Have you ever given a thought to all this? Ever seen how they killing the trees to make room for new housing projects? Why do you think that is? What is the carbon footprint and the environmental impact of all that?

    Ever driven on a highway (well, maybe not where YOU live) where they killing the trees to make room for more lanes because the 8 lanes (4 lanes per direction) are completely clogged and they think adding an extra in each direction will ease the congestion?

    Have you ever commuted to/from work and sit in agonizing traffic? Where do you think all the cars coming from? What is the carbon footprint and the environmental impact of all those drivers in the morning? And in the afternoon?

    But how dare I criticize? You have the right to make as much babies as you want. After all, I am not the one paying for their upbringing, right?

    However, what is more important above all this, is that I create a website with a minimal carbon footprint making sure my number of HTTP requests are up to par with the G-man’s recommendation.

    Sorry, dude, but I think you are just completely out of touch with reality if you preaching about website carbon footprint, while others are making babies out of sheer ignorance and selfishness like there’s no tomorrow.

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  7. Cool article!

    I’d second those mentioning javascript performances. More and more pages are viewed via mobile devices. A poorly optimised javascript script can quickly drain the battery, which would need to be re-charged.

     

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  8. interesting article! with the increasing reach and usage of internet across the world, the only way of reducing carbon footprint is advancement in technology. Of course, we have to do our share by building efficient websites with whatever is technology is available currently.

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  9. Here at Make Hay we have been running an Ethical Web Design company for 10years and have used Green Hosting for the last 7 years for all of our client sites and now have 3 servers across the U.S and Europe. This is simply the way we do business.

    Web hosting is set to eclipse Air Travel in terms of CO2 as data centres use massive amounts of energy - ignoring this is folly.

    Good to see other folks are starting to pay attention. It doesn’t matter what everyone else is doing - you pave your own way.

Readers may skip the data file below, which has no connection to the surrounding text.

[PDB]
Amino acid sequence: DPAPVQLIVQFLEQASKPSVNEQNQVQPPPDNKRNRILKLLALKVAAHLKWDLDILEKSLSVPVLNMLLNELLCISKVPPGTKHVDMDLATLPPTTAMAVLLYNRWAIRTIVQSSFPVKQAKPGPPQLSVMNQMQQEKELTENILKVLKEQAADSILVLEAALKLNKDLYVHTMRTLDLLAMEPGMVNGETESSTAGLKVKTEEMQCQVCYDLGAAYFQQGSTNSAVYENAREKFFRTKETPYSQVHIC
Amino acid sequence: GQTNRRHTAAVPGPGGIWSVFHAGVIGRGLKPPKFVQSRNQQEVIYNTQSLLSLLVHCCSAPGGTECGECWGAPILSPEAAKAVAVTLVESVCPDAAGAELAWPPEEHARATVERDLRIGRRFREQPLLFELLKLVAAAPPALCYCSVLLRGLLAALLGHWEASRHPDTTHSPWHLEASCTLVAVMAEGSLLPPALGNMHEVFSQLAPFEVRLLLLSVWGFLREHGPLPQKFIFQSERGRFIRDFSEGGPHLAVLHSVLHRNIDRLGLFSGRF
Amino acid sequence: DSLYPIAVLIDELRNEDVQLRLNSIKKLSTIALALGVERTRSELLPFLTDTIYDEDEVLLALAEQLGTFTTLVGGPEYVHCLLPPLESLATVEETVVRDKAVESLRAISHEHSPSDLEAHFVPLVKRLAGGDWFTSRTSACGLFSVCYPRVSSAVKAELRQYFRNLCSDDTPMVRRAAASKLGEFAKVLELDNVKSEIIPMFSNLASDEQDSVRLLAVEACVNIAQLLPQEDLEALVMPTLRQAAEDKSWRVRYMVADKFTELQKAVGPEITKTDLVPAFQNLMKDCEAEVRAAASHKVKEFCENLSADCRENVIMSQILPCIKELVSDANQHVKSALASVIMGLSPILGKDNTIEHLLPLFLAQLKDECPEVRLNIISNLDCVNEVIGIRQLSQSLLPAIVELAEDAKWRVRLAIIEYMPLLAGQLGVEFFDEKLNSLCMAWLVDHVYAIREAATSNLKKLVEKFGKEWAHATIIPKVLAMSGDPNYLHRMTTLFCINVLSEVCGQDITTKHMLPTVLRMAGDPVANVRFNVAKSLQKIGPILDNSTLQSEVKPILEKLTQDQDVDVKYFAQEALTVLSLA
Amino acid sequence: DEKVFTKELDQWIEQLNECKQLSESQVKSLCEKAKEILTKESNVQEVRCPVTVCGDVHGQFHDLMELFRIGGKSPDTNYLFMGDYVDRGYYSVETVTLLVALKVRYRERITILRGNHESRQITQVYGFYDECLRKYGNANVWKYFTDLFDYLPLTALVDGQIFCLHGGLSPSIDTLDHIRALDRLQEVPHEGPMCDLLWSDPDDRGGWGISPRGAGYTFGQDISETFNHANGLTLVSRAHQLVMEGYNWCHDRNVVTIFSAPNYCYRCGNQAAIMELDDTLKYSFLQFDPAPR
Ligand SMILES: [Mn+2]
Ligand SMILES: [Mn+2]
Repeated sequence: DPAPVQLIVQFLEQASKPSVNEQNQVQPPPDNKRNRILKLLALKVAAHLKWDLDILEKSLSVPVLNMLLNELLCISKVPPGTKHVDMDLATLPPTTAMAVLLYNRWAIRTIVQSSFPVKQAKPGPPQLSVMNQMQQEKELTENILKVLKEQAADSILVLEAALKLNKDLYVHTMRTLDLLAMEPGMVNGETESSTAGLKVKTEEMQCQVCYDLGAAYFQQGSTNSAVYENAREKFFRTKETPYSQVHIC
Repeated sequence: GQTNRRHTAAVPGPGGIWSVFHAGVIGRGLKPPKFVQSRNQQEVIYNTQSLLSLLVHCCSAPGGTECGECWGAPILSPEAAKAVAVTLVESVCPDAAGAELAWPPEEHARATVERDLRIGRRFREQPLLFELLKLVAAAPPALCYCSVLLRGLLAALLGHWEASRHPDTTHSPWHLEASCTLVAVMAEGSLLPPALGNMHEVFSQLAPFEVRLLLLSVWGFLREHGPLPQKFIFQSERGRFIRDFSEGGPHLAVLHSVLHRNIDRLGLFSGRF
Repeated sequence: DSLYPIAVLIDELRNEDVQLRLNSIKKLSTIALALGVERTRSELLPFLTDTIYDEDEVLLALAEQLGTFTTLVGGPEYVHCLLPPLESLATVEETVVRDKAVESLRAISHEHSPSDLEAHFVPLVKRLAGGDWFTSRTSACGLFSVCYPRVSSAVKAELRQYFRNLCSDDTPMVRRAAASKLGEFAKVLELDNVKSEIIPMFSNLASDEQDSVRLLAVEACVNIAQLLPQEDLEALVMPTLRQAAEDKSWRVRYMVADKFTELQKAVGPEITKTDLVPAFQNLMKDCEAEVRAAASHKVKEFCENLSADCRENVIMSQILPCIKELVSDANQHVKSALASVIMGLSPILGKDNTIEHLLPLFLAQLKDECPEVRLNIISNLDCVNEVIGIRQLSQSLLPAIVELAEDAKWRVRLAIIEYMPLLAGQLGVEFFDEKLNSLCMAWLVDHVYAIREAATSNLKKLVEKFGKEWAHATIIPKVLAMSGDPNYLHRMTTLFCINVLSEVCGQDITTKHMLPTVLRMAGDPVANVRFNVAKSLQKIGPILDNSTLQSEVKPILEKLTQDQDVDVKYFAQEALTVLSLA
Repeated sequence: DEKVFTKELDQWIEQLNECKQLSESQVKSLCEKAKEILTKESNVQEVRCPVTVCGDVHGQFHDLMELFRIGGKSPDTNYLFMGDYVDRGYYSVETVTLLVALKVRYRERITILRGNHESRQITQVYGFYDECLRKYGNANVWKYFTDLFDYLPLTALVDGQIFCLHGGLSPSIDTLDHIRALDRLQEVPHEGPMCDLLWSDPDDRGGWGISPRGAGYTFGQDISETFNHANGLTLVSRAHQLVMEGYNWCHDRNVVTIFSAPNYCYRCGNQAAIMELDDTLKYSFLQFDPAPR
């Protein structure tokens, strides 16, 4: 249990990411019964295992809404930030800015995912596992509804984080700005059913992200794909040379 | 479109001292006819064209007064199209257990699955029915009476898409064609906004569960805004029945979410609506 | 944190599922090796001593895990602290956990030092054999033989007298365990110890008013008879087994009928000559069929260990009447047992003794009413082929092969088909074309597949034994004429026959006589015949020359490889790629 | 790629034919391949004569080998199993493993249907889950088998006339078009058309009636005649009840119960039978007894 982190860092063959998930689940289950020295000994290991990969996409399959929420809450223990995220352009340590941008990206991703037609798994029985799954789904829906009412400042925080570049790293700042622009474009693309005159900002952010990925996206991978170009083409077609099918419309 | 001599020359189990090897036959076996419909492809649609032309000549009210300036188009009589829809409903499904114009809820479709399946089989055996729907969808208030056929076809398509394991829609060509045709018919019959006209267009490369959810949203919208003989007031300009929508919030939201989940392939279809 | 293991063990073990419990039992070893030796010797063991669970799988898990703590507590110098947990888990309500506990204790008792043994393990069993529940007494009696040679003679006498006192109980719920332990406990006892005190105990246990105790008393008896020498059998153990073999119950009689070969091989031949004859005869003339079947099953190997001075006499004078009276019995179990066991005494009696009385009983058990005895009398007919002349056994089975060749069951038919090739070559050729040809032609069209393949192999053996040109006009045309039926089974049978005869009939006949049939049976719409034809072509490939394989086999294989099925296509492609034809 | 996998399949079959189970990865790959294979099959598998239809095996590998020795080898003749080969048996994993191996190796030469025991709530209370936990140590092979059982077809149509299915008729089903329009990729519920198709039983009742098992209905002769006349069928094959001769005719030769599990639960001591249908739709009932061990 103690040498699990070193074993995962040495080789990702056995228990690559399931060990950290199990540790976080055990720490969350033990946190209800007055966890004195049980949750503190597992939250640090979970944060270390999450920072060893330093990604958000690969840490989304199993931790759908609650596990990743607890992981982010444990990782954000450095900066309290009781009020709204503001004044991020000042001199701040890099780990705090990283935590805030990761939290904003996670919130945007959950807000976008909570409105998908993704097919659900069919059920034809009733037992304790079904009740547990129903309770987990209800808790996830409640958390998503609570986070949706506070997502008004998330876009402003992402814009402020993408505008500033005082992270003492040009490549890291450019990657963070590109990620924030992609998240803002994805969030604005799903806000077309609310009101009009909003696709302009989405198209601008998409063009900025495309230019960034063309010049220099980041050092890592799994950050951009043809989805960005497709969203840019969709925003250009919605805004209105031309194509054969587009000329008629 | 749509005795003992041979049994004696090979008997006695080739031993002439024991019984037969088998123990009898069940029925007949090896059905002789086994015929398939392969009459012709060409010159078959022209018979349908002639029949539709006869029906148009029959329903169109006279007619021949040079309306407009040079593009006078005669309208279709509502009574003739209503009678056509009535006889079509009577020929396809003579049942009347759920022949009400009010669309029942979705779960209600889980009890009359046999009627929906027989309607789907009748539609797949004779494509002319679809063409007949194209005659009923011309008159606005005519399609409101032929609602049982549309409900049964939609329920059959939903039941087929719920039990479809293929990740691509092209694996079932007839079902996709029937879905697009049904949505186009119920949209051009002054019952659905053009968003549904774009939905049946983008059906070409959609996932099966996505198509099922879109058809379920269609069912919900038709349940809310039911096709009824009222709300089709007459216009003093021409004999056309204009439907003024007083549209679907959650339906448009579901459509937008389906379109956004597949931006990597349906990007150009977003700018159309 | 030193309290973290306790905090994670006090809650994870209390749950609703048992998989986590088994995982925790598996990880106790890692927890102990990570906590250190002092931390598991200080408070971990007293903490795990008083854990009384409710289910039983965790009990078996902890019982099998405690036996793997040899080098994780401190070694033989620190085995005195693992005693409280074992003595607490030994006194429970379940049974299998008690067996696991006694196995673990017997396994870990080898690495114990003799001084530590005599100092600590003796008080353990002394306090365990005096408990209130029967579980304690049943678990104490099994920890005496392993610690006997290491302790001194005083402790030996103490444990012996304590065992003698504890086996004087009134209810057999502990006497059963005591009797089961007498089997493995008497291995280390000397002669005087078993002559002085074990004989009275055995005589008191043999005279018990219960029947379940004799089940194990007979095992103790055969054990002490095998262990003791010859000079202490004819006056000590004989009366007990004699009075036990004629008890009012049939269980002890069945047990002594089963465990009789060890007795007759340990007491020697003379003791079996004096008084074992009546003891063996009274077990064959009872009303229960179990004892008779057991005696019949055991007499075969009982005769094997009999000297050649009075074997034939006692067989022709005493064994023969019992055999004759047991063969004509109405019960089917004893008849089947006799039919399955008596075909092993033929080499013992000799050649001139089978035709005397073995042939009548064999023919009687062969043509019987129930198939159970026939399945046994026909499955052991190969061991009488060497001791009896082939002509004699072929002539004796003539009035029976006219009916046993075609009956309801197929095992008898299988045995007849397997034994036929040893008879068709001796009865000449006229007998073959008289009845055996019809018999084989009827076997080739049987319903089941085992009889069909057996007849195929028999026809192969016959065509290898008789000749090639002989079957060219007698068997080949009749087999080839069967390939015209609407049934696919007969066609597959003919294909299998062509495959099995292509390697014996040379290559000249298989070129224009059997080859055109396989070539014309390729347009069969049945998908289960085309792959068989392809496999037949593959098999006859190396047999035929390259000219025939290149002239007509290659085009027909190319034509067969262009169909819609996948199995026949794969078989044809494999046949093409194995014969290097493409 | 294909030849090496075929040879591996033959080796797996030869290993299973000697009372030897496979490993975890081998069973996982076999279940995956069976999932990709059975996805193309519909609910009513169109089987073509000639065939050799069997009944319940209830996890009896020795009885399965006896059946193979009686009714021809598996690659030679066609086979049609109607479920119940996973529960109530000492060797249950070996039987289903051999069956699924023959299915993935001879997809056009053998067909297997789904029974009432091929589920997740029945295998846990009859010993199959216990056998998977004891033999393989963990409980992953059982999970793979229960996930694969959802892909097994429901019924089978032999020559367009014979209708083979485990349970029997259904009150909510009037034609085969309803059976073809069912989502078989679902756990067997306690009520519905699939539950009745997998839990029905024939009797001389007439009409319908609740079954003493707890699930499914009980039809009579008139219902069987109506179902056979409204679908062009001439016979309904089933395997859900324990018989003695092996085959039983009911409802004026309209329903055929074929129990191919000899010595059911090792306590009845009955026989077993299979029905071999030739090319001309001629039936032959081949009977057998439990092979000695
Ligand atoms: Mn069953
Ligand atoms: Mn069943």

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  10. In general, these ideas are just good practice. Regardless of their positive environmental impact.

    Isn’t the goal to reduce page bloat and serve the user a fast website with only the content they need / want?

    Optimizing images and using reliable web servers helps all around.

    So I guess it’s really cool to be helping the environment while doing so.

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  11. A good current source for trends in “bloatware” - HTTPArchive
    http://httparchive.org/trends.php

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  12. good ideas to put into practice with the ever growing number of people viewing the web on mobile devices. now just get rid of all the nonsense about the carbon footprint crap and you have a really good article!

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  13. Awesome details about “Web Designing” you are providing in this website which are really allows me to get more about it. And there are efficient techniques to create sure a efficient designing process, so research on. It is best part for me that you are providing such a awesome details about it. Thanks a lot for it.

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  14. @olaf - I’m not in a position to have a large influence on world birth rates, but I can reduce the carbon footprint of the web sites I work on.

    Should I do nothing? Continue contributing more carbon that I could be? Or do I do something about it?

    Idealism v Pragmatism?

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  15. I would go for planting more trees :)

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  16. Page Bloat = Bad, but not a “world devastating” bad, more like “palm to face” bad. The fears of websites adding to climate change is laughable… mostly because climate change is laughable.

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  17. Interesting. Most of us develop/design/use the Internet without any thought for the environmental impact behind it - probably because the link between the two wasn’t obvious. Thanks for pointing this out, it certainly gives me an added incentive towards developing leaner and less flashy sites.

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  18. Interesting article - It is something we rarely think about but does fit in with what we do already with reducing page bloat, optimising images and serving relevant content to the users.

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  19. When I read that a data center has a “brute force hvac system” I realize that there are always people with different priorities